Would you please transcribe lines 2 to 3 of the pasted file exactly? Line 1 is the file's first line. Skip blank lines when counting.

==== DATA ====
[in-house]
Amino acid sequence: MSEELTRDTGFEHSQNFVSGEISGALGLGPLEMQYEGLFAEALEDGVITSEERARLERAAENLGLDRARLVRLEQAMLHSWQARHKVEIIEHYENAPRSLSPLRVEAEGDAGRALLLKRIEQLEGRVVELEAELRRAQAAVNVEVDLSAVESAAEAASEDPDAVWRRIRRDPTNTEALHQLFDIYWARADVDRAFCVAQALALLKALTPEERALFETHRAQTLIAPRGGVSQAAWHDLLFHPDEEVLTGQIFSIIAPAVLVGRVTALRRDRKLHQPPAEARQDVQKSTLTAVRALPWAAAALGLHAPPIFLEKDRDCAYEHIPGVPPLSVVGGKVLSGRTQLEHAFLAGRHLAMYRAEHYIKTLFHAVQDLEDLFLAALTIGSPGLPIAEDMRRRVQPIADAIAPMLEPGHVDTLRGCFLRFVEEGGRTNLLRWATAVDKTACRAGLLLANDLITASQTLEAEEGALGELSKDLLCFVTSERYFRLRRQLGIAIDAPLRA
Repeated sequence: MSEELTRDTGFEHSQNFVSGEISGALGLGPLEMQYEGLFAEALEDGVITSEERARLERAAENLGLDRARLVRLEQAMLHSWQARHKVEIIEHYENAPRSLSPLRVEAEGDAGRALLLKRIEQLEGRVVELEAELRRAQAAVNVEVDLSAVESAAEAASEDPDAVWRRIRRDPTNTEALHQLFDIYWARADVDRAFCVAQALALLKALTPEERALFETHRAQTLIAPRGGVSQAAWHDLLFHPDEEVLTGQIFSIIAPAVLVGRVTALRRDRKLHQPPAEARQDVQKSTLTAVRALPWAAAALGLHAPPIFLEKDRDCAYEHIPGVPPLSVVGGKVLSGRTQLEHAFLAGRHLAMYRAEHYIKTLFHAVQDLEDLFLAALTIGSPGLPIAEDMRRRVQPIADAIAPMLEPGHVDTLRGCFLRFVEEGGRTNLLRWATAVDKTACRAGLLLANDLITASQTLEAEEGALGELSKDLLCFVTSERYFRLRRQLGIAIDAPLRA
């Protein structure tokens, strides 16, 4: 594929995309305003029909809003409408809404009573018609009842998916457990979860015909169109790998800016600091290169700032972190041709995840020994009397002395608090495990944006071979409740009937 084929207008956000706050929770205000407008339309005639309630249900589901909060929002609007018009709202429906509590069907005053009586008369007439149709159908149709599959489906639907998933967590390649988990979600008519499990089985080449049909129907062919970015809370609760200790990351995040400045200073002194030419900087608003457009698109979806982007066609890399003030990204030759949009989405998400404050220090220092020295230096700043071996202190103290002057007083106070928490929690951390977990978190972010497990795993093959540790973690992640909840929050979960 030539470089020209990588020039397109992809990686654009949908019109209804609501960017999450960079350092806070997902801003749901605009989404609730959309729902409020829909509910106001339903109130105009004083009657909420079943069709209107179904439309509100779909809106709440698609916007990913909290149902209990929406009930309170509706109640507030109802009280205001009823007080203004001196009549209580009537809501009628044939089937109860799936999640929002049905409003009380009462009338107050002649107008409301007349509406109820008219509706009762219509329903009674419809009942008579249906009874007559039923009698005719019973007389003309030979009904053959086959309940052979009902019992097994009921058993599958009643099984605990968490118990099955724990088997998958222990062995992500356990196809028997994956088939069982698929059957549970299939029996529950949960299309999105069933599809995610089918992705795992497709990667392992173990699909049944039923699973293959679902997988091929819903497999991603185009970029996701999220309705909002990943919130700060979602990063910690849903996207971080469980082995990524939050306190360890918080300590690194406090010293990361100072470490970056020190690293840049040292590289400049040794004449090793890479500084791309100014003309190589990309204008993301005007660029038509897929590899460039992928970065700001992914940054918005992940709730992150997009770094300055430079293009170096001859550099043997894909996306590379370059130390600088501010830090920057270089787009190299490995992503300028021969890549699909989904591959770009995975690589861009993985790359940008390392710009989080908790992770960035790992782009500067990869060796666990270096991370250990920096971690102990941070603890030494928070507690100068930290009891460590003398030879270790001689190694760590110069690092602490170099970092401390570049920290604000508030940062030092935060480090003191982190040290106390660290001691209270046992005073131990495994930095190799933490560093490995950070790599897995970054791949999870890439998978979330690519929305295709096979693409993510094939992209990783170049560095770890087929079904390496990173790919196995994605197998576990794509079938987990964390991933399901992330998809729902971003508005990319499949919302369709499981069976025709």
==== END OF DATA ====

Amino acid sequence: MSEELTRDTGFEHSQNFVSGEISGALGLGPLEMQYEGLFAEALEDGVITSEERARLERAAENLGLDRARLVRLEQAMLHSWQARHKVEIIEHYENAPRSLSPLRVEAEGDAGRALLLKRIEQLEGRVVELEAELRRAQAAVNVEVDLSAVESAAEAASEDPDAVWRRIRRDPTNTEALHQLFDIYWARADVDRAFCVAQALALLKALTPEERALFETHRAQTLIAPRGGVSQAAWHDLLFHPDEEVLTGQIFSIIAPAVLVGRVTALRRDRKLHQPPAEARQDVQKSTLTAVRALPWAAAALGLHAPPIFLEKDRDCAYEHIPGVPPLSVVGGKVLSGRTQLEHAFLAGRHLAMYRAEHYIKTLFHAVQDLEDLFLAALTIGSPGLPIAEDMRRRVQPIADAIAPMLEPGHVDTLRGCFLRFVEEGGRTNLLRWATAVDKTACRAGLLLANDLITASQTLEAEEGALGELSKDLLCFVTSERYFRLRRQLGIAIDAPLRA
Repeated sequence: MSEELTRDTGFEHSQNFVSGEISGALGLGPLEMQYEGLFAEALEDGVITSEERARLERAAENLGLDRARLVRLEQAMLHSWQARHKVEIIEHYENAPRSLSPLRVEAEGDAGRALLLKRIEQLEGRVVELEAELRRAQAAVNVEVDLSAVESAAEAASEDPDAVWRRIRRDPTNTEALHQLFDIYWARADVDRAFCVAQALALLKALTPEERALFETHRAQTLIAPRGGVSQAAWHDLLFHPDEEVLTGQIFSIIAPAVLVGRVTALRRDRKLHQPPAEARQDVQKSTLTAVRALPWAAAALGLHAPPIFLEKDRDCAYEHIPGVPPLSVVGGKVLSGRTQLEHAFLAGRHLAMYRAEHYIKTLFHAVQDLEDLFLAALTIGSPGLPIAEDMRRRVQPIADAIAPMLEPGHVDTLRGCFLRFVEEGGRTNLLRWATAVDKTACRAGLLLANDLITASQTLEAEEGALGELSKDLLCFVTSERYFRLRRQLGIAIDAPLRA